In the Light of Evolution: Volume IV: The Human Condition
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  • Status: Final Book
  • ISBN: 978-0-309-15657-8
  • 428 pages
  • Downloads: 6,409
In the Light of Evolution:
Volume IV: The Human Condition
(2010)
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Description

The Human Condition is a collection of papers by leading evolutionary biologists and philosophers of science that reflect on the Darwinian Revolution as it relates to the human condition at levels ranging from the molecular to the theological. The book focuses on understanding the evolutionary origin of humans and their biological and cultural traits. The Human Condition is organized into three parts: Human Phylogenetic History and the Paleontological Record; Structure and Function of the Human Genome; and Cultural Evolution and the Uniqueness of Being Human.

This fourth volume from the In the Light of Evolution (ILE) series, based on a series of Arthur M. Sackler colloquia, was designed to promote the evolutionary sciences. Each volume explores evolutionary perspectives on a particular biological topic that is scientifically intriguing but also has special relevance to contemporary societal issues or challenges. Individually and collectively, the ILE series interprets phenomena in various areas of biology through the lens of evolution, addresses some of the most intellectually engaging as well as pragmatically important societal issues of our times, and fosters a greater appreciation of evolutionary biology as a consolidating foundation for the life sciences.

Topics

  • Biology and Life Sciences — Biodiversity
  • Biology and Life Sciences — Biology
  • Biology and Life Sciences — Evolution
Contents

Table of Contents

skim chapter
Front Matter i-xvi
PART I: HUMAN PHYLOGENETIC HISTORY AND THE PALEONTOLOGICAL RECORD 1-4
1 Reconstructing Human Evolution: Achievements, Challenges, and Opportunities--Bernard Wood 5-26
2 Terrestrial Apes and Phylogenetic Trees--Juan Luis Arsuaga 27-46
3 Phylogenomic Evidence of Adaptive Evolution in the Ancestry of Humans-Morris Goodman and Kirstin N. Sterner 47-62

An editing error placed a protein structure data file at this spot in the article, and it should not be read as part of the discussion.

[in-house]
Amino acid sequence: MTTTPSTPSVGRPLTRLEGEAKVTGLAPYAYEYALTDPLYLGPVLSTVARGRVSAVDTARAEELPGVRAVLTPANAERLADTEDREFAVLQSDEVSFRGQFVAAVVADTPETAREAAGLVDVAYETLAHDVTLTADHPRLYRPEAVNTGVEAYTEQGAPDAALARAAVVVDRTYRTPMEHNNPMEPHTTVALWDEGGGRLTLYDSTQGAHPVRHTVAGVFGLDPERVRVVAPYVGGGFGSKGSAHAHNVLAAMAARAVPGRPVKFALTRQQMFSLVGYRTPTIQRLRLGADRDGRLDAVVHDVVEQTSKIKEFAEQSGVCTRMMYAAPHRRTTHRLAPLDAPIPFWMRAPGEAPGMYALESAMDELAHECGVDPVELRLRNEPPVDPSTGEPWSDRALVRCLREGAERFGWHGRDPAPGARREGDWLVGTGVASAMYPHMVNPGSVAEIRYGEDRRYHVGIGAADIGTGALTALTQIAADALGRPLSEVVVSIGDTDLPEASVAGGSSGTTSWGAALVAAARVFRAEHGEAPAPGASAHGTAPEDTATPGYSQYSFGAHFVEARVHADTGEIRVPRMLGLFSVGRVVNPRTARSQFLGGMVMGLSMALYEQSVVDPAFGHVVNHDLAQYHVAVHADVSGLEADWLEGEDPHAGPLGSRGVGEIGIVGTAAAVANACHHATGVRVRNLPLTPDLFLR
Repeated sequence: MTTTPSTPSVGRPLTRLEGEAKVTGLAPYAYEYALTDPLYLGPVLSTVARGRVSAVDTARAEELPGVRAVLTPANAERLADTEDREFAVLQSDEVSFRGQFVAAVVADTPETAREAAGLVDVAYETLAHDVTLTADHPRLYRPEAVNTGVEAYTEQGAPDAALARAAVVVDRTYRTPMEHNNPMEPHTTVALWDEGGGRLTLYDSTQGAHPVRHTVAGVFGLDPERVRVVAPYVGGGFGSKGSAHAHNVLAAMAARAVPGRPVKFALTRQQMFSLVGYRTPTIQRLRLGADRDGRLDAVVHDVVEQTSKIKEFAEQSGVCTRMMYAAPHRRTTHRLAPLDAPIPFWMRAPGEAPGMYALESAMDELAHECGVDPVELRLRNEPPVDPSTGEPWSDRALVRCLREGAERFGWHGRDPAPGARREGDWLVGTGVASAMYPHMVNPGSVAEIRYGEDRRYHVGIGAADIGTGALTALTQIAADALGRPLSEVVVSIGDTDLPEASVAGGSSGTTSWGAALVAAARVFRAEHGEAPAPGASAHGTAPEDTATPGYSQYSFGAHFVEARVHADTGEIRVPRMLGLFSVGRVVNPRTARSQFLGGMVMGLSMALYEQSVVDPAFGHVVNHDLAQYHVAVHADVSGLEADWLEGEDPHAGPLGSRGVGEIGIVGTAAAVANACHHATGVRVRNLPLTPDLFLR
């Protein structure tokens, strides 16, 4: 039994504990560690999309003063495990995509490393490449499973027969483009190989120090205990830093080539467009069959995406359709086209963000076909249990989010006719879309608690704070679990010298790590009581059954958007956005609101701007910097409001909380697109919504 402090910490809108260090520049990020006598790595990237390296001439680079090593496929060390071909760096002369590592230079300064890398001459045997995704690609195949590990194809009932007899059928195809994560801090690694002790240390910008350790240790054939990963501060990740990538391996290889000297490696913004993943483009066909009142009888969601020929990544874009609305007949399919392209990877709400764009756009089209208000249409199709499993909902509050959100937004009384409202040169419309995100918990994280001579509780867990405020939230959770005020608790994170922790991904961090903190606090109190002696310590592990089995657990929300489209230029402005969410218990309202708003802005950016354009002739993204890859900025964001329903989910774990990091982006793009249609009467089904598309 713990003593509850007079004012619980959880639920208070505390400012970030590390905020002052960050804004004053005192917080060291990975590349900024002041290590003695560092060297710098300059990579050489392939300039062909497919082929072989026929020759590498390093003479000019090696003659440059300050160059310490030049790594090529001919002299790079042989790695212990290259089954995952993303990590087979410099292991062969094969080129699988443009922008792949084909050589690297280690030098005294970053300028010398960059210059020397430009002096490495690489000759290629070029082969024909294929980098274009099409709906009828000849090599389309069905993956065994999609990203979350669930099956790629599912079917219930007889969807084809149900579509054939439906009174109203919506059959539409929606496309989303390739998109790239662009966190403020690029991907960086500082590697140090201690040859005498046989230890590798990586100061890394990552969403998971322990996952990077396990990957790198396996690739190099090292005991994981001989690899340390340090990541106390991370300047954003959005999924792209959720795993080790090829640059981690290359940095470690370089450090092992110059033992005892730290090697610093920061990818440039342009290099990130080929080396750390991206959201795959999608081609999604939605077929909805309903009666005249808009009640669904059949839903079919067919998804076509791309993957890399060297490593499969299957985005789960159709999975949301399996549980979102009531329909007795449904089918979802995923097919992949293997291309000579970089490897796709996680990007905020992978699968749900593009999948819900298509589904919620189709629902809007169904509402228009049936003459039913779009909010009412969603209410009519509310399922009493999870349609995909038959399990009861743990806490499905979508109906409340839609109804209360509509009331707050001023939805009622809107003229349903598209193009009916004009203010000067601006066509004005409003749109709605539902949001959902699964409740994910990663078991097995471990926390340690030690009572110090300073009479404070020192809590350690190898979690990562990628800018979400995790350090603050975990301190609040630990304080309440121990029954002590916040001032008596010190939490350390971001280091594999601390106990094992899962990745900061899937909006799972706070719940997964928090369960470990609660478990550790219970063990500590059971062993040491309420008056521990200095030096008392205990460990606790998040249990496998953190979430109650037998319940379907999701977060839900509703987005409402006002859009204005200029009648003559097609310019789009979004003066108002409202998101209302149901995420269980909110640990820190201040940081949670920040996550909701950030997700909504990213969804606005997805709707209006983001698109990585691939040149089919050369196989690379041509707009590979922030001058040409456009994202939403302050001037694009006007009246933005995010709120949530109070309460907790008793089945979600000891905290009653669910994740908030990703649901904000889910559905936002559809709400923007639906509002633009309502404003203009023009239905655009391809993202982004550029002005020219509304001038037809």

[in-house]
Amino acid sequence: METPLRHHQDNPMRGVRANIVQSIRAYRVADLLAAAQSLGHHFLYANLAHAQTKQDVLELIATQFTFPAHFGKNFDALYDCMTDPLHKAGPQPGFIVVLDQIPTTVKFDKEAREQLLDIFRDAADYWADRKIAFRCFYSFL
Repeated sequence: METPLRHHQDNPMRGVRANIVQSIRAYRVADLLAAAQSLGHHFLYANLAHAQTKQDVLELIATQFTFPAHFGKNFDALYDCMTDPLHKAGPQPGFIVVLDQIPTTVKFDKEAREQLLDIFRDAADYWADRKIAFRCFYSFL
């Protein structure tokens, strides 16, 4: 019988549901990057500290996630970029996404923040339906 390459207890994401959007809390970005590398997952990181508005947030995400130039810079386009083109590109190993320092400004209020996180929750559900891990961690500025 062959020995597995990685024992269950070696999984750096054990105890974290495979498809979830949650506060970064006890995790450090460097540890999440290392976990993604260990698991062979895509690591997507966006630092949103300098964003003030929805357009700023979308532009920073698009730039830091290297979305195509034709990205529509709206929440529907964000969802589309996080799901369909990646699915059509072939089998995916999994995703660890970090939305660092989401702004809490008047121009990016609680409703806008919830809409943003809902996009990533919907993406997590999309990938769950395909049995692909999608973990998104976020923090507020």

4 Human Adaptations to Diet, Subsistence, and Ecoregion Are Due to Subtle Shifts in Allele Frequency--Angela M. Hancock, David B. Witonsky, Edvard Ehler, Gorka Alkorta-Aranburu, Cynthia Beall, Amha Gebremedhin, Rem Sukernik, Gerd Utermann, Jonathan Pritchard, Graham Coop, and Anna Di Rienzo 63-80
5 Working Toward a Synthesis of Archaeological, Linguistic, and Genetic Data for Inferring African Population History--Laura B. Scheinfeldt, Sameer Soi, and Sarah A. Tishkoff 81-100
PART II: STRUCTURE AND FUNCTION OF THE HUMAN GENOME 101-104
6 Uniquely Human Evolution of Sialic Acid Genetics and Biology--Ajit Varki 105-126
7 Bioenergetics, the Origins of Complexity, and the Ascent of Man-Douglas C. Wallace 127-146
8 Genome-wide Patterns of Population Structure and Admixture Among Hispanic/Latino Populations--Katarzyna Bryc, Christopher Velez, Tatiana Karafet, Andres Moreno-Estrada, Andy Reynolds, Adam Auton, Michael Hammer, Carlos D. Bustamante, and Harry Ostrer 147-166
9 Human Skin Pigmentation as an Adaptation to UV Radiation--Nina G. Jablonski and George Chaplin 167-184
10 Footprints of Nonsentient Design Inside the Human Genome--John C. Avise 185-204
PART III: CULTURAL EVOLUTION AND THE UNIQUENESS OF BEING HUMAN 205-210
11 How Grandmother Effects Plus Individual Variation in Frailty Shape Fertility and Mortality: Guidance from Human-Chimpanzee Comparisons--Kristen Hawkes 211-230
12 Gene–Culture Coevolution in the Age of Genomics--Peter J. Richerson, Robert Boyd, and Joseph Henrich 231-256
13 The Cognitive Niche: Coevolution of Intelligence, Sociality, and Language--Steven Pinker 257-274
14 A Role for Relaxed Selection in the Evolution of the Language Capacity--Terrence W. Deacon 275-292
15 Adaptive Specializations, Social Exchange, and the Evolution of Human Intelligence--Leda Cosmides, H. Clark Barrett, and John Tooby 293-318
16 The Difference of Being Human: Morality--Francisco J. Ayala 319-340
References 341-392
Index 393-412

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National Academy of Sciences. In the Light of Evolution: Volume IV: The Human Condition. Washington, DC: The National Academies Press, 2010.

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